Effect of Declaratory Judgment Act and Administrative Procedure Act
The Congress has enacted a partial waiver of the sovereign
immunity defense as to judicial review under the Administrative
Procedure Act, 5 U.S.C. § 701, et seq. By Pub.L. No. 94-574,
October 21, 1976, 90 Stat. 2721, 5 U.S.C. § 702 was amended to
provide that an ("action in a court of the United States seeking
other than money damages and stating a claim that an agency or an
officer or employee thereof acted or failed to act in an official
capacity or under color of legal authority shall not be dismissed
relief therein be denied on the ground that it is against the
States or that the United States is an indispensable party.") In
addition, 5 U.S.C. § 703 has been amended to allow suit to be
brought against the United States or any of its agencies or
The sovereign immunity defense has been withdrawn only with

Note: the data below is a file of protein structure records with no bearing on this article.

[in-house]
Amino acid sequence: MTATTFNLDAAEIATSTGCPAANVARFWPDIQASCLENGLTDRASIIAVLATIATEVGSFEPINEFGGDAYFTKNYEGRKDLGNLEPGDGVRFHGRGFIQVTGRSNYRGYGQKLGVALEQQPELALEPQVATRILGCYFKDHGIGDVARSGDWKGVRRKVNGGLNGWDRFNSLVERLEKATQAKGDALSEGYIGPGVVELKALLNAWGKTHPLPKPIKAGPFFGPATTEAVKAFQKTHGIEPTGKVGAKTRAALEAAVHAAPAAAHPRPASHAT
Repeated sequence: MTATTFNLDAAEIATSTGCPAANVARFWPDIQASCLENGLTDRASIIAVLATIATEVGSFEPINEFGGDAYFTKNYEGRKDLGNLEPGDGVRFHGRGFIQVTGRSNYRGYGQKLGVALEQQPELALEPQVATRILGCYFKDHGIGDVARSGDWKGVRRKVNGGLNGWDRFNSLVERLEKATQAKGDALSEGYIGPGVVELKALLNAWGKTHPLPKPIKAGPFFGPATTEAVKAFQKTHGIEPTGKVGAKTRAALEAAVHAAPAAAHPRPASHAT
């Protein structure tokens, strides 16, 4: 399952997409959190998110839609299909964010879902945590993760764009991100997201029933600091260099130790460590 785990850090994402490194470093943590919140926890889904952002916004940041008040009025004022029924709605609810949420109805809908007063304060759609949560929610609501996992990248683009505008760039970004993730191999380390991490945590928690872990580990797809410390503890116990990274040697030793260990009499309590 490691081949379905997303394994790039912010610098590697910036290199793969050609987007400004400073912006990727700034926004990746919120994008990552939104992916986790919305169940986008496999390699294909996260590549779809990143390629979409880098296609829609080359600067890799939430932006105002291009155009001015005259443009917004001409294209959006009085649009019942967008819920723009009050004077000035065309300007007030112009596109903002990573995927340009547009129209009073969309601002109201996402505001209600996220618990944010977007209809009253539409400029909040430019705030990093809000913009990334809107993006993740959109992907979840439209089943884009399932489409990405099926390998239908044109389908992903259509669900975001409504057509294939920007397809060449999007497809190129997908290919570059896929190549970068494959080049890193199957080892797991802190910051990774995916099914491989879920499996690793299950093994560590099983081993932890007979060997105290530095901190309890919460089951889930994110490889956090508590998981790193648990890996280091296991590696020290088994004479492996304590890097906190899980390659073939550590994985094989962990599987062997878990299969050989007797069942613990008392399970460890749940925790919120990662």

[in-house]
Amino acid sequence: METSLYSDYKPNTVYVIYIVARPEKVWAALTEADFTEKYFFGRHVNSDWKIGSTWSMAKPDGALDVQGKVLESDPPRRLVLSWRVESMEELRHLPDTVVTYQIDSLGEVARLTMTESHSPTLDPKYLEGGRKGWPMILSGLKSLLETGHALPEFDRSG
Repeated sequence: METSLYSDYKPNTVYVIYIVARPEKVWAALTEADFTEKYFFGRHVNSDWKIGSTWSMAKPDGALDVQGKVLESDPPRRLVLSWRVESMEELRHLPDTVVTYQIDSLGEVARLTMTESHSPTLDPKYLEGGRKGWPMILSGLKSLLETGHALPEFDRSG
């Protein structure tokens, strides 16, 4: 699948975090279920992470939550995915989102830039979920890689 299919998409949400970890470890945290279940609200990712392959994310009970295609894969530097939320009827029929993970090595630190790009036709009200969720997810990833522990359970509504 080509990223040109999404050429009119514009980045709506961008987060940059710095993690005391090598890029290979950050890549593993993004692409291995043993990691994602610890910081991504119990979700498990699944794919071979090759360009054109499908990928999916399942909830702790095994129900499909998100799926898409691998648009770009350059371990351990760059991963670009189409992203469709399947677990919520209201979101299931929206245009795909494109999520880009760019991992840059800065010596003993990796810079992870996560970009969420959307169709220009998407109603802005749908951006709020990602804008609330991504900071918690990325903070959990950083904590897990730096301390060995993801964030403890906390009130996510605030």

to actions seeking specific relief other than money damages, such
injunction, a declaratory judgment, or a writ of mandamus. Bowen v.
Massachusetts, 487 U.S. 879 (1988). Specific statutory provisions
the recovery of money damages, such as the Little Tucker Act and
Federal Tort Claims Act, are unaffected. See H.Rep. 94-1656, p. 13,
U.S.Code Cong. & Ad.News 6133.
Another barrier to judicial review of administrative action was
removed by section 2 of Pub.L. No. 94-574, which amended 28 U.S.C.
1331(a) so as to eliminate the $10,000 amount-in-controversy
in actions against the United States, any agency thereof, or any
or employee thereof in his official capacity. This provision
the Supreme Court to conclude that, subject to preclusion-of-review
statutes, jurisdiction to review agency action is conferred by 28
§ 1331, and that the Administrative Procedure Act is not an
independent grant of jurisdiction. See Califano v. Sanders, 430
Similarly, the Declaratory Judgment Act, 28 U.S.C. § 2201,
not an independent source of federal jurisdiction. The purpose of
Act is merely to provide an additional remedy, once jurisdiction is
found to exist on another ground. See Benson v. State Bd. of Parole
Probation, 384 F.2d 238, 239 (9th Cir. 1967), cert. denied, 391
(1968); Schilling v. Rogers, 363 U.S. 666, 677 (1960). Therefore,
jurisdiction to review a particular agency action under 28 U.S.C.
1331 has been precluded by another statute, the Declaratory
does not provide an independent basis for granting relief.
[cited in USAM 4-2.140]